Praise Initiative to Provide Service Dogs to Veterans with PTSD

Target: Robert A. McDonald, Secretary of Veteran’s Affairs

Goal: Praise efforts to make service dogs more accessible to veterans suffering from mental illness.

Veterans suffering from Post Traumatic Stress Disorder (PTSD) may soon be able to purchase service dogs specially trained to help the condition. A new trial by Veterans Affairs (VA) is pairing mentally ill veterans with canine companions in an attempt to measure the improvements in quality of life that they offer. If the dogs are found to have a positive influence on the veterans they are paired with, the VA plans to provide funding to make the specially trained animals more available to ex-servicemen.

PTSD is a common illness among veterans who have witnessed death and excessive violence. It can cause anxiety, panic attacks, flashbacks, and night terrors, and in the worst cases can be completely debilitating. While treatments for the illness currently exist, such as counseling and anti-anxiety medications, many veterans will suffer for the rest of their lives.

The service dogs are trained to recognize signs of panic attacks and night terrors and react accordingly. They can retrieve a bottle of water, stand in front of their humans to create personal space in public, find exits in public places to remove their partners from bad situations, and even perform perimeter checks of a veteran’s home during the night. Early research suggests that service dogs can allow severely mentally-ill veterans to regain a more regular lifestyle.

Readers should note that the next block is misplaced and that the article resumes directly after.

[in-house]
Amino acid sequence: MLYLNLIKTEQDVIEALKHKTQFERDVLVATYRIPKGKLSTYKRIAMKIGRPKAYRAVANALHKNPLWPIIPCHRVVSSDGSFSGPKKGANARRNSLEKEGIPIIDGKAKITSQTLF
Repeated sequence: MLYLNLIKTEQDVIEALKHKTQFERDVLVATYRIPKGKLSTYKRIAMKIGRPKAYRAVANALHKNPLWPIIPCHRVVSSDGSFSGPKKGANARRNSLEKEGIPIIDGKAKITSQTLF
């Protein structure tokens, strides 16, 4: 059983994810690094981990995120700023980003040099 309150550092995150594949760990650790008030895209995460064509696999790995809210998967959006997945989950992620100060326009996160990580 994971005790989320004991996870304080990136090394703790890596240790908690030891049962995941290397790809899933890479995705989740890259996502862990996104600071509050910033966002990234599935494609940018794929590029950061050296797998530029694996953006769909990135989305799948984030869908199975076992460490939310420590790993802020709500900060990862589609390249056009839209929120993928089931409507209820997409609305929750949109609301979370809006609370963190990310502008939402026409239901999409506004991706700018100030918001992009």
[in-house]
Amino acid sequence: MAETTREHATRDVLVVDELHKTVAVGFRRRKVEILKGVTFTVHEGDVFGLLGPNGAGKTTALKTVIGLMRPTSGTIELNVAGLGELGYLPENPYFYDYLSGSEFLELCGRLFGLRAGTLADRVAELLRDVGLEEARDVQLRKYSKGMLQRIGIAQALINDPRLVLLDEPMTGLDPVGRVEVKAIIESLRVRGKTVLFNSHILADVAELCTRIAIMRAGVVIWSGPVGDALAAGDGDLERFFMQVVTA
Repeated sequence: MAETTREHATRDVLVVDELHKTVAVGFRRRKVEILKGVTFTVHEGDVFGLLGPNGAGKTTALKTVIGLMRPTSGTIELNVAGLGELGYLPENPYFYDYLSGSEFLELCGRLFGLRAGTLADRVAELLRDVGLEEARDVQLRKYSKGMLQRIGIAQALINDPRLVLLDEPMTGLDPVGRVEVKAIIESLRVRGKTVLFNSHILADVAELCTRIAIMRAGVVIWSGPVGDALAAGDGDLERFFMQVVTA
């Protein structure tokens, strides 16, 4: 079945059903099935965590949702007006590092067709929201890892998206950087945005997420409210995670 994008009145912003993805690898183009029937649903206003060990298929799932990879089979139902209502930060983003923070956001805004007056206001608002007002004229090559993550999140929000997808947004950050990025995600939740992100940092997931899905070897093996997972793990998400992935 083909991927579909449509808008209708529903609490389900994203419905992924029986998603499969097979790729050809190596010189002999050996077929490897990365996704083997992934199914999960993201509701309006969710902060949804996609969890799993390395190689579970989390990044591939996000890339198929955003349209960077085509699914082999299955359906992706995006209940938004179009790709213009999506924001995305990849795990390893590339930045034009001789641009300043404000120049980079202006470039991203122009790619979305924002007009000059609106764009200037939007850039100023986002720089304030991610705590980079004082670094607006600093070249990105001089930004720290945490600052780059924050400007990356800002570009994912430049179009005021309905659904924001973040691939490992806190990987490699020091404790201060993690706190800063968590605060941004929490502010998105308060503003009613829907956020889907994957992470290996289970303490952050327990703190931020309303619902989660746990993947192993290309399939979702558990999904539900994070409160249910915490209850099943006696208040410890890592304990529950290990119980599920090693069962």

If the initiative is successful, the VA plans to provide financial assistance to more veterans seeking service dogs for PTSD. Currently, there is a waiting list of about 100 people waiting for dogs to be trained. Sign the petition below to praise efforts to make service dogs more available to veterans suffering from mental illness.


Dear Secretary McDonald,

A trial is currently underway that aims to measure the effects of service dogs on the quality of life of veterans who suffer from PTSD. The dogs are trained to recognize the onset of panic attacks and night terrors and help their partners by retrieving water, removing them from high-anxiety situations, and scanning homes for intruders at night. Should the trials be successful, the VA aims to provide financial assistance to veterans seeking service animals.

While PTSD can be a debilitating illness, service dogs can help return a sense of normalcy to a veteran’s life. We, the undersigned, praise your efforts to increase veteran accessibility to service dogs trained to deal with mental illness.


[Your Name Here]

Photo credit: Shannon Coates

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